Right now, California is in the news for its upcoming ban of foie gras. But of all the controversial foods on the market, why does foie gras get the focus of protest and anger? Most of the chefs serving foie on their menus are not only aware of the practices involved in producing it, but actively seek out humane, sustainably raised foie farms. This attention typically falls across the entire menu, promoting local, sustainable, and humane purchases throughout their entire business. As Paula Wolfert
smartly points out "I'd rather be a force-fed duck than a Tyson chicken.''
The Huffington Post recently published a story highlighting 8 other foods that deserve the angry mob's attention before foie gras. For reasons of scale, sustainability, and far worse animal treatment (reread Paula's comment above) the Huffington Post argues these ingredients deserve the attention first. I won't argue that everything below should be banned, though I'd support an end to a few of them (e.g. shark fin harvesting). More importantly, I see hypocrisy in the attention and devotion for the anti-foie movement when there are so many other more important food afflictions happening daily.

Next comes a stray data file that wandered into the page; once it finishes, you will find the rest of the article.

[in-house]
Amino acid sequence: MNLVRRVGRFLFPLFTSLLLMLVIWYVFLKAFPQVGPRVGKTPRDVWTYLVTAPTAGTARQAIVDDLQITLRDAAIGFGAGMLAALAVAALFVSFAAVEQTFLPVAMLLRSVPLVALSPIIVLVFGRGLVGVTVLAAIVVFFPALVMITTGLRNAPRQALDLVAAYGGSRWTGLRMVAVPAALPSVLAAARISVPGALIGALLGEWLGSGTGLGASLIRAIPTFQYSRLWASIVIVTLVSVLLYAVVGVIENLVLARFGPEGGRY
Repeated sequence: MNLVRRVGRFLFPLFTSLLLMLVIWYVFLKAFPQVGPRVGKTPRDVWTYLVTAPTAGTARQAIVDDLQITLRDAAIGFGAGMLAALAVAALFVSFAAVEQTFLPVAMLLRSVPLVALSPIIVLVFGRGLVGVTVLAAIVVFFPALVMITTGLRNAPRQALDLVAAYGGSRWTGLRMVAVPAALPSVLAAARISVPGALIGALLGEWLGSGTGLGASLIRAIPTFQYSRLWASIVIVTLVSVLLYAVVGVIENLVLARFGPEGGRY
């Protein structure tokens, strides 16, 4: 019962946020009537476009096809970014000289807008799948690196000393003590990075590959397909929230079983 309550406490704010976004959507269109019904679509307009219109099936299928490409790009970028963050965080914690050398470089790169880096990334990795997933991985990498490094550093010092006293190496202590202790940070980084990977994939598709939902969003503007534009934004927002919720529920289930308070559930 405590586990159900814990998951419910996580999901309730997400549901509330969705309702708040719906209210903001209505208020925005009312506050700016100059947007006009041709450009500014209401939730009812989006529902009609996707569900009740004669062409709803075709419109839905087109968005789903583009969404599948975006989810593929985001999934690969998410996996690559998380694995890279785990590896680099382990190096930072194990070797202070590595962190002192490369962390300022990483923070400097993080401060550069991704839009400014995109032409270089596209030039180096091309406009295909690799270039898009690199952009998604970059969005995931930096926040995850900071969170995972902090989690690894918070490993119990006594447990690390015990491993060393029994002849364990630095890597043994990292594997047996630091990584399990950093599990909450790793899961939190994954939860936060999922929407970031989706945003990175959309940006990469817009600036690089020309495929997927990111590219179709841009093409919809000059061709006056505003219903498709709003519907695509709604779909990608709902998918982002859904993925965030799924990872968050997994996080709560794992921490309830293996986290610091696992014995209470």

Bluefin might be the most widely-cited example of overfishing. They are caught way above the allowed quota with minimal recovery allowed for the stock.
As we've discussed on this site
, the practice of sourcing shark fin is not only disgusting and cruel, but it is bad for the ocean's health. To be fair in this editorial, shark fin is
getting more attention these days and will be outlawed in California as well.
Palm oil production is devastating rain forests and the animals that live within them. The Girl Scouts have pledged to use less of it in their cookies, but that's "only a drop in the bucket."
After accounting for concerns such as sea lice and other diseases within the densely populated salmon farms, consumers should know that these ailments are spilling into the wild stocks of fish now.
Coffee and Chocolate without Fair Trade Practices
Much of the world's coffee and chocolate is produced by mistreated and exploited workers in poor countries. Fair trade practices are working towards a solution, though they bring a new set of issues for the local cultures to deal with (often greater economic inequalities inside those countries).
Mass produced, grain fed beef has three big concerns: environmental (rainforests cut down, effluence to deal with, etc.), animal treatment (overcrowding, abuse), and human (raised e.coli concerns, human labor conditions).
Junk Food Marketed to Children
This one's hard to argue with as well. If you haven't read it, pick up a copy of Fast Food Nation
Factory Farmed Chicken
Referring to Paula's quote yet again, if you've ever been to a large scale poultry operation then you've been disgusted by the conditions for both the animals and the people working there. Contrast this setting with a humane foie gras farm and the whole debate can feel superficial.
Source: Huffington Post